Boron

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Chapter: Essentials of Inorganic Chemistry : The Boron Group - Group 13

Boric acid is a long-standing traditional remedy with mainly antifungal and antimicrobial effects. For medic-inal uses, it has become known as sal sedativum, which was discovered by Homberg, the Dutch natural philosopher, in 1702 .


Boron

 

Introduction

Boron has the atomic number 5 and the symbol B, and is a so-called metalloid (see Chapter 4). Boron compounds have been known for many centuries and especially used in the production of glass. Boric acid [B(OH)3] is used in the large-scale production of glass. Borosilicate glasses (Pyrex® glass), which are pro-duced by a fusion of B2O3 and silicate, are extremely heat resistant and often used in laboratories.

At the beginning of the nineteenth century, it was recognised that boron is an essential micronutrient for plants. A deficiency of boron can lead to deformation in the vegetable growth such as hollow stems and hearts. Furthermore, the plant growth is reduced and fertility can be affected. In general, boron deficiency leads to qualitative and quantitative reduction in the production of the crop. Boron is typically available to plants as boric acid [B(OH)3] or borate [B(OH)4]. The exact role of boron in plants is not understood, but there is evidence that it is involved in pectin cross-linking in primary cell walls, which is essential for normal growth and development of higher plants.

Borax (Na2[B4O5(OH)4]8H2O) can be applied as a fertiliser and, together with kernite (Na2[B4O5(OH)4]2H2O), forms the two most commercially available borates. Borates find a wide range of practical applications such as in detergents, cosmetics, antifungal mixtures as well as components in fibreglass and others.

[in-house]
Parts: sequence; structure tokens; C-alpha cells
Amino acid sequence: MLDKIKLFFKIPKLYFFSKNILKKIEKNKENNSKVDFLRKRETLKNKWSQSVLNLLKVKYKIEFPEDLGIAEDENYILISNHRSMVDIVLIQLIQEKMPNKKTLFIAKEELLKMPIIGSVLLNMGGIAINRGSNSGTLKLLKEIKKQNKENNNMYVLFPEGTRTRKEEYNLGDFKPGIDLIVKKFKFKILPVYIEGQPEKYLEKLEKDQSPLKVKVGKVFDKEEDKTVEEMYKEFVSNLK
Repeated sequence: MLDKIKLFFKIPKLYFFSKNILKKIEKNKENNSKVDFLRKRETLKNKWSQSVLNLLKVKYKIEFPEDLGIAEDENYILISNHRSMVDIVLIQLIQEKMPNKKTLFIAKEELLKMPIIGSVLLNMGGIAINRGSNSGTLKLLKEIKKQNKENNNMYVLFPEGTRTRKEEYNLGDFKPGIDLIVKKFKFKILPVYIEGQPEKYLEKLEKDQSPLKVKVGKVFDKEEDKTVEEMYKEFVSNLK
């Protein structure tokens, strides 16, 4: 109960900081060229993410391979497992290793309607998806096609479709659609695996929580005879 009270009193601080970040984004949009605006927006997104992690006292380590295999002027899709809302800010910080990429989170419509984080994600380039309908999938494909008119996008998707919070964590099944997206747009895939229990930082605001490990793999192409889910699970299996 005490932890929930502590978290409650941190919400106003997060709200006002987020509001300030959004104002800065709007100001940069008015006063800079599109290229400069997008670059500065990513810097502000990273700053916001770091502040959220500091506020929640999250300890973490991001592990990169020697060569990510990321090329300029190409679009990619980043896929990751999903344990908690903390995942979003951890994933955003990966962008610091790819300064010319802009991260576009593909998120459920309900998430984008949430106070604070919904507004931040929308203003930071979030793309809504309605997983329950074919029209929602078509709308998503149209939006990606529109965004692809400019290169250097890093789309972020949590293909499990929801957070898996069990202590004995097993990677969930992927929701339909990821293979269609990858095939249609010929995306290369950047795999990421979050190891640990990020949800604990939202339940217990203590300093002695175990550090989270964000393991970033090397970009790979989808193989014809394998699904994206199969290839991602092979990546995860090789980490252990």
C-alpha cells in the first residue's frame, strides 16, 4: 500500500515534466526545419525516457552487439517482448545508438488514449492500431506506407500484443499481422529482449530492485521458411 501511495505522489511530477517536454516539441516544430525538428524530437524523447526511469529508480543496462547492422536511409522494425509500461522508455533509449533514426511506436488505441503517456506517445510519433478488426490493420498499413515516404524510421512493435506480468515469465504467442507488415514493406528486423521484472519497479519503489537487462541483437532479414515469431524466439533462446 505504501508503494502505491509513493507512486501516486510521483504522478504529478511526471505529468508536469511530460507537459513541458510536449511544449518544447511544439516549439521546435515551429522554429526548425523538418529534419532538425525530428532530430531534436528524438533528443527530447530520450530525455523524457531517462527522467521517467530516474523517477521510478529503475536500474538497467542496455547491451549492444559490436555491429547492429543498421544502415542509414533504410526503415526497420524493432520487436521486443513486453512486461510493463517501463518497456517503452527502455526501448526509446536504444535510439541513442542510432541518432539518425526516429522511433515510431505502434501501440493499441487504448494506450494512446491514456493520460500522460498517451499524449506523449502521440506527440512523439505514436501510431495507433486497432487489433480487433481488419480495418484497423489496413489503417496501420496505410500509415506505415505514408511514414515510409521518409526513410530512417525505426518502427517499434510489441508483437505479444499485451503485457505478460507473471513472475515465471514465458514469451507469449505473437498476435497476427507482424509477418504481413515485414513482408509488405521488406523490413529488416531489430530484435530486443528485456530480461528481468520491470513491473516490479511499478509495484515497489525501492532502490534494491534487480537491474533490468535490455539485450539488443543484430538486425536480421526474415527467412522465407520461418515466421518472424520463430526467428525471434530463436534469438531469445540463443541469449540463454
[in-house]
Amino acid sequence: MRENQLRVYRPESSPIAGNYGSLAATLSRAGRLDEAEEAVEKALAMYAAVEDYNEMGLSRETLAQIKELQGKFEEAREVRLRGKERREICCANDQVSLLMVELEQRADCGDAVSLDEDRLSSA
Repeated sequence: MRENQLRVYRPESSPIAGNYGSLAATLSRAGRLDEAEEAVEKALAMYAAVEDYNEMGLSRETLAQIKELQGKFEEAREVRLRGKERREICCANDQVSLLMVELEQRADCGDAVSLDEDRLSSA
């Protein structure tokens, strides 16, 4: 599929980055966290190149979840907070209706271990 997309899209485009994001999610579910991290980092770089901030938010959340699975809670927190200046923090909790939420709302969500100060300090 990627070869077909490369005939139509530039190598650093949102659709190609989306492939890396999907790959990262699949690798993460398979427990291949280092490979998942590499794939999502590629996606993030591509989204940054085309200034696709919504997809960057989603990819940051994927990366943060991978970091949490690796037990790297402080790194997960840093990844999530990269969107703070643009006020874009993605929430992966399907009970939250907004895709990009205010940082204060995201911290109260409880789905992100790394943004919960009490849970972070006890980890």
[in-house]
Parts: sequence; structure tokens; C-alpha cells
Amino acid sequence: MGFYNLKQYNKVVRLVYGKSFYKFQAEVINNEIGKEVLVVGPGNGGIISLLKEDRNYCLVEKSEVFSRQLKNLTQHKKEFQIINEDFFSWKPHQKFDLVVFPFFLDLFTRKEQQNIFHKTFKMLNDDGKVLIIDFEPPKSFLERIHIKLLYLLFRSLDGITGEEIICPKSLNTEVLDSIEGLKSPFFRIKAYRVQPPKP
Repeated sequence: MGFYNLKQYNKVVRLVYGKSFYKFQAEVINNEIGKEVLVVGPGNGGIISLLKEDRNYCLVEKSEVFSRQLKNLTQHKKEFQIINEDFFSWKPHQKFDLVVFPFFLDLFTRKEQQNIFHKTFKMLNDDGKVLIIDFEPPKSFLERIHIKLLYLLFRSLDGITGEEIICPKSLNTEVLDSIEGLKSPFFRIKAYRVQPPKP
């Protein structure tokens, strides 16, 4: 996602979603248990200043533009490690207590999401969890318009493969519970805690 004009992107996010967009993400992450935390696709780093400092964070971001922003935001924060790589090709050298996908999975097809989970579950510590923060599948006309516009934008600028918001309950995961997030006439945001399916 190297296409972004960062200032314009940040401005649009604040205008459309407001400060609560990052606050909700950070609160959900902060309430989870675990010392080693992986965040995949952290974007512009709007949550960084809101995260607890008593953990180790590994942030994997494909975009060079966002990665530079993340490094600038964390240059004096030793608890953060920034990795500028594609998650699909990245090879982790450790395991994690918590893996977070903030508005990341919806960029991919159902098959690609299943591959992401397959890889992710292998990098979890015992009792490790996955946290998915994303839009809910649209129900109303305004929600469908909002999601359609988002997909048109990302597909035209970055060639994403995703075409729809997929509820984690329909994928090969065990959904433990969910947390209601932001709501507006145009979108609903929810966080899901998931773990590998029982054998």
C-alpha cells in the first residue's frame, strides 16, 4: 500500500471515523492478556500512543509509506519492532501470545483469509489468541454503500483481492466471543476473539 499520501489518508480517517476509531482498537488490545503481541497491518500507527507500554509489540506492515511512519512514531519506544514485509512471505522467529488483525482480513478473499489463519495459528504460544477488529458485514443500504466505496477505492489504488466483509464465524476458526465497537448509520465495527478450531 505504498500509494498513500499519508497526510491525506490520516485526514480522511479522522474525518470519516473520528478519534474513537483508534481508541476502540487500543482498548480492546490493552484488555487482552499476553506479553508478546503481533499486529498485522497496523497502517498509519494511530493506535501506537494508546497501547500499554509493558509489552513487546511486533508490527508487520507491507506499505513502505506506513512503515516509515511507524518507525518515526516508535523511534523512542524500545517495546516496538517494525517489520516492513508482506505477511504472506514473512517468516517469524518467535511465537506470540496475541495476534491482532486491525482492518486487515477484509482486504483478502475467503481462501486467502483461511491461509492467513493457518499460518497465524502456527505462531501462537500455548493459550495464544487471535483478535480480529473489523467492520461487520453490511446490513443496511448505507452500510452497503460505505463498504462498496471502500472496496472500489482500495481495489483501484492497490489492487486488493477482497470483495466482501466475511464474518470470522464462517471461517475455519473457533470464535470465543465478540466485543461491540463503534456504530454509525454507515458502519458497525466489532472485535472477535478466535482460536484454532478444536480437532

The toxicity of borates in mammals is relatively low, but it exhibits a significantly higher risk to arthropods and can be used as an insecticide.

Boron-based compounds are used in a wide range of clinical applications including their use as antifun-gal and antimicrobial agent, as proteasome inhibitors and as a noninvasive treatment option for malignant tumours. The latter application will be discussed in the chapter on radiopharmaceuticals (Chapter 10).

 

Pharmaceutical applications of boric acid

Boric acid is a long-standing traditional remedy with mainly antifungal and antimicrobial effects. For medic-inal uses, it has become known as sal sedativum, which was discovered by Homberg, the Dutch natural philosopher, in 1702 . Diluted solutions were and sometimes still are used as antiseptics for the treatment of athletes’ foot and bacterial thrush, and in much diluted solutions as eyewash (Figure 4.3) .


Boric acid can be prepared by reacting borax with a mineral acid:

Na2B4O7 10H2O + 2HCl 4B(OH)3[or H3BO3] + 2NaCl + 5H2O

In general, there are many other health claims around the clinical use of boric acid and boron-containing compounds, but many of those have no supporting clinical evidence.

 

Bortezomib

Bortezomib belong to the class of drugs called proteasome inhibitors and is licensed in the United States and the United Kingdom for the treatment of multiple myeloma. The drug has been licensed for patients in whom the myeloma has progressed despite prior treatment or where a bone marrow transplant is not possible or was not successful. It is marketed under the name Velcade® or Cytomib®. Velcade is administered via injection and is sold as powder for reconstitution (Figure 4.4) .


Bortezomib was the first drug approved in the new drug class of proteasome inhibitors and boron seems to be its active element. For the mode of action, it is believed that the boron atom binds with high affinity and specificity to the catalytic site of 26S proteasome and inhibits its action. Therapy with Bortezomib can lead to a variety of adverse reactions, including peripheral neuropathy, myelosuppression, renal impairment and gastrointestinal (GI) disturbances together with changes in taste. Nevertheless, the side effects are in most cases less severe than with alternative treatment options such as bone marrow transplantation .


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